Juggling demands in the modern workplace can be hard, whether you are dealing with a continuous flow of emails or colleagues seeking help.
But an economist and former McKinsey partner might have discovered the biggest obstacle to productivity at work.
Caroline Webb said the culprit is multitasking.
Webb shared her discovery at a conference by the Royal Society for the Encouragement of Art, Manufactures and Commerce (RSA) in a presentation called “How to have a good day”.
“Our conscious brain can only do one thing at a time,” she said.
Webb asked the audience to recite a series of numbers (1, 2, 3, 4) as fast as they could to prove her point. Then, she told them to do the same with letters. The audience performed both tasks without difficulty. But when the speaker asked them to switch from letters to numbers (A, 1, B ,2 ) most gave up on the task in the middle of it.
“Multitasking makes you do between two to four times as many mistakes and slows you down even beyond that.”
When we think we are multitasking our brain is only processing a fraction of what is happening. It is actually switching its attention from email, to website, to colleagues to thoughts on lunch, according to Webb.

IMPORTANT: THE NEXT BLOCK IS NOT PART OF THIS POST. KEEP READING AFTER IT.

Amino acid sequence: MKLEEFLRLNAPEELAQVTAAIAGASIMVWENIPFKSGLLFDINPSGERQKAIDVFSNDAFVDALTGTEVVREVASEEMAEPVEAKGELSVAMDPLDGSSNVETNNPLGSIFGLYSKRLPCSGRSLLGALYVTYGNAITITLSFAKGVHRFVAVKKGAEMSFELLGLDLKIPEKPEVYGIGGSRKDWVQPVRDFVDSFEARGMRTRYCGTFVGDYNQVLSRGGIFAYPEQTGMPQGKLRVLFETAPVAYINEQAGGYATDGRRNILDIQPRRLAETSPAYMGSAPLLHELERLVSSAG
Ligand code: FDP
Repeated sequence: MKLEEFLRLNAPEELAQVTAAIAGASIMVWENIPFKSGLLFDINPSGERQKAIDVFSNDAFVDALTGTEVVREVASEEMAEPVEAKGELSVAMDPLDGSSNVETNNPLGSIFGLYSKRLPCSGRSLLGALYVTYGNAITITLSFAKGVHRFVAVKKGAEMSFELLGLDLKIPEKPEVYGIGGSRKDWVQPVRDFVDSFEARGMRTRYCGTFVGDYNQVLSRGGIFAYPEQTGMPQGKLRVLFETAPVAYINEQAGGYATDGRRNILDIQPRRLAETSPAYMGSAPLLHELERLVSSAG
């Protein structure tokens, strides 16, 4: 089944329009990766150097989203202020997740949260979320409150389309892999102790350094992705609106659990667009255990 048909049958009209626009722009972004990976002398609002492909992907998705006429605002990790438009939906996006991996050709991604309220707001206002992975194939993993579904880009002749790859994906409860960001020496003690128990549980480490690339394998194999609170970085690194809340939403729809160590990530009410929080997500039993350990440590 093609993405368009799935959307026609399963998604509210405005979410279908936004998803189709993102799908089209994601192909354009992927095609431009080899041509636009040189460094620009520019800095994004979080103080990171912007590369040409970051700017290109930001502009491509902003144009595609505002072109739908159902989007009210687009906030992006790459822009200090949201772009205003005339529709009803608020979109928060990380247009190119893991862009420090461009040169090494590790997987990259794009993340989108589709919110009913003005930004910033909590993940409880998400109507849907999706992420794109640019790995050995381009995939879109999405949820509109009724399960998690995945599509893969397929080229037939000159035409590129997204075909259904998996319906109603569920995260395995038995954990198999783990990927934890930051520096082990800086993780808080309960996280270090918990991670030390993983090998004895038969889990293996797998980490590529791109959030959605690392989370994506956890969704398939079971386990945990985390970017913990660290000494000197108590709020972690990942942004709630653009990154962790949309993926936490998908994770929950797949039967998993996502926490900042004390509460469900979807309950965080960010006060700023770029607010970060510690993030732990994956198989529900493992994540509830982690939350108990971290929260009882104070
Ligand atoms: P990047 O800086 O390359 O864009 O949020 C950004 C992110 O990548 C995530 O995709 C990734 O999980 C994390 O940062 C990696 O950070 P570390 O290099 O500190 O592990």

“You are losing some time and mental energy in that switch, so you are slower and more error prone when you multitask,” she said.
Single tasking is the way our brain really wants to work, according to Webb, whose own firm Sevenshift shows clients how to use behavioural science to boost their professional effectiveness.
Webb suggested workers should do these four things:
Put your phone on aeroplane mode
First chose the most important task of the day. Then put your phone on aeroplane mode while you do it. These two simple things will help you stay focused on your most important assignment of the day, according to Webb.
Get a pair of headphones
A pair of headphones is also a great tool for cutting out disruptive noise but it also signals to your colleagues that you are focusing and do not want to be disturbed, Webb suggested.
Step away from your desk
Going away from your desk to think without the distraction of the computer can also help you to prioritize and save time.
Get a timer
Webb said that the tool that has helped the most was a timer that she put on her desk to count down the minutes she was able to stay offline.
Starting at 5 minutes she managed to build it up to 90 minutes without checking her emails. She finally put it back to 45 minutes as she understood her team could not cope with her being offline for more than an hour.
“Single tasking magically gives you back time in the day. Look for a chance to do it whether you can. Be kind to yourself, start small,” Webb said.